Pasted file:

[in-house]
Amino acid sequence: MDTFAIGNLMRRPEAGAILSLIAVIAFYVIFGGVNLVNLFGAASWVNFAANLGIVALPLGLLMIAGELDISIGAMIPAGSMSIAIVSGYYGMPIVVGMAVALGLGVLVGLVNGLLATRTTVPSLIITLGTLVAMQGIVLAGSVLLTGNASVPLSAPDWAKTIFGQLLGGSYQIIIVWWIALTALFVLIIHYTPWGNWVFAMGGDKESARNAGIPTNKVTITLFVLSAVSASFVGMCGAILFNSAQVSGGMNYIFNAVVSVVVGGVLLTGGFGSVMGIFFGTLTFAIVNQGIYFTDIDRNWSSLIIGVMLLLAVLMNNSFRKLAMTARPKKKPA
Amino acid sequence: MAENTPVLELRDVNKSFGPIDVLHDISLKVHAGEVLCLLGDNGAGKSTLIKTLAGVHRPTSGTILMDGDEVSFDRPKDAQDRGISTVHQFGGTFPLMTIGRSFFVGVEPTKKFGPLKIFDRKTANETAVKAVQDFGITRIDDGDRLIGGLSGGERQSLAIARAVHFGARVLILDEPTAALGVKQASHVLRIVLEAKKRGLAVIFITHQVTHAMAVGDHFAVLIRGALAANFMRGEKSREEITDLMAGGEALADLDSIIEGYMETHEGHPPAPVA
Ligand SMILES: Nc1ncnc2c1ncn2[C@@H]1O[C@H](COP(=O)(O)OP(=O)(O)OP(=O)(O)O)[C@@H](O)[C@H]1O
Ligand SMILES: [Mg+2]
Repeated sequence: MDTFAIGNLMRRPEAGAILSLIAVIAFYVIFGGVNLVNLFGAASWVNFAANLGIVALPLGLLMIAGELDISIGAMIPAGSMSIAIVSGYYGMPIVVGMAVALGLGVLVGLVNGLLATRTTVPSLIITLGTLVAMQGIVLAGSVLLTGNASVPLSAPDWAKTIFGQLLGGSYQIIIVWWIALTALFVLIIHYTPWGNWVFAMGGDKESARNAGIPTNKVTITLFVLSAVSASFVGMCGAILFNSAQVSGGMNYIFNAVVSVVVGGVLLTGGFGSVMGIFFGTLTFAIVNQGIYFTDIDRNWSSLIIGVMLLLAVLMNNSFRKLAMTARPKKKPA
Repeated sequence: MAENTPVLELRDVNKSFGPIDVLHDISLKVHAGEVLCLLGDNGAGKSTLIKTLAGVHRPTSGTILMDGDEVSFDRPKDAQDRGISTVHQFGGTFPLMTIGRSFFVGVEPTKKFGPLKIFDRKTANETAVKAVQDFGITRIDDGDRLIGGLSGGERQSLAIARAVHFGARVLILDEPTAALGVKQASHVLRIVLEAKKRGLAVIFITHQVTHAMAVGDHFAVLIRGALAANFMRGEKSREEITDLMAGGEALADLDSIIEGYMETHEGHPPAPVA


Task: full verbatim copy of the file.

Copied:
[in-house]
Amino acid sequence: MDTFAIGNLMRRPEAGAILSLIAVIAFYVIFGGVNLVNLFGAASWVNFAANLGIVALPLGLLMIAGELDISIGAMIPAGSMSIAIVSGYYGMPIVVGMAVALGLGVLVGLVNGLLATRTTVPSLIITLGTLVAMQGIVLAGSVLLTGNASVPLSAPDWAKTIFGQLLGGSYQIIIVWWIALTALFVLIIHYTPWGNWVFAMGGDKESARNAGIPTNKVTITLFVLSAVSASFVGMCGAILFNSAQVSGGMNYIFNAVVSVVVGGVLLTGGFGSVMGIFFGTLTFAIVNQGIYFTDIDRNWSSLIIGVMLLLAVLMNNSFRKLAMTARPKKKPA
Amino acid sequence: MAENTPVLELRDVNKSFGPIDVLHDISLKVHAGEVLCLLGDNGAGKSTLIKTLAGVHRPTSGTILMDGDEVSFDRPKDAQDRGISTVHQFGGTFPLMTIGRSFFVGVEPTKKFGPLKIFDRKTANETAVKAVQDFGITRIDDGDRLIGGLSGGERQSLAIARAVHFGARVLILDEPTAALGVKQASHVLRIVLEAKKRGLAVIFITHQVTHAMAVGDHFAVLIRGALAANFMRGEKSREEITDLMAGGEALADLDSIIEGYMETHEGHPPAPVA
Ligand SMILES: Nc1ncnc2c1ncn2[C@@H]1O[C@H](COP(=O)(O)OP(=O)(O)OP(=O)(O)O)[C@@H](O)[C@H]1O
Ligand SMILES: [Mg+2]
Repeated sequence: MDTFAIGNLMRRPEAGAILSLIAVIAFYVIFGGVNLVNLFGAASWVNFAANLGIVALPLGLLMIAGELDISIGAMIPAGSMSIAIVSGYYGMPIVVGMAVALGLGVLVGLVNGLLATRTTVPSLIITLGTLVAMQGIVLAGSVLLTGNASVPLSAPDWAKTIFGQLLGGSYQIIIVWWIALTALFVLIIHYTPWGNWVFAMGGDKESARNAGIPTNKVTITLFVLSAVSASFVGMCGAILFNSAQVSGGMNYIFNAVVSVVVGGVLLTGGFGSVMGIFFGTLTFAIVNQGIYFTDIDRNWSSLIIGVMLLLAVLMNNSFRKLAMTARPKKKPA
Repeated sequence: MAENTPVLELRDVNKSFGPIDVLHDISLKVHAGEVLCLLGDNGAGKSTLIKTLAGVHRPTSGTILMDGDEVSFDRPKDAQDRGISTVHQFGGTFPLMTIGRSFFVGVEPTKKFGPLKIFDRKTANETAVKAVQDFGITRIDDGDRLIGGLSGGERQSLAIARAVHFGARVLILDEPTAALGVKQASHVLRIVLEAKKRGLAVIFITHQVTHAMAVGDHFAVLIRGALAANFMRGEKSREEITDLMAGGEALADLDSIIEGYMETHEGHPPAPVA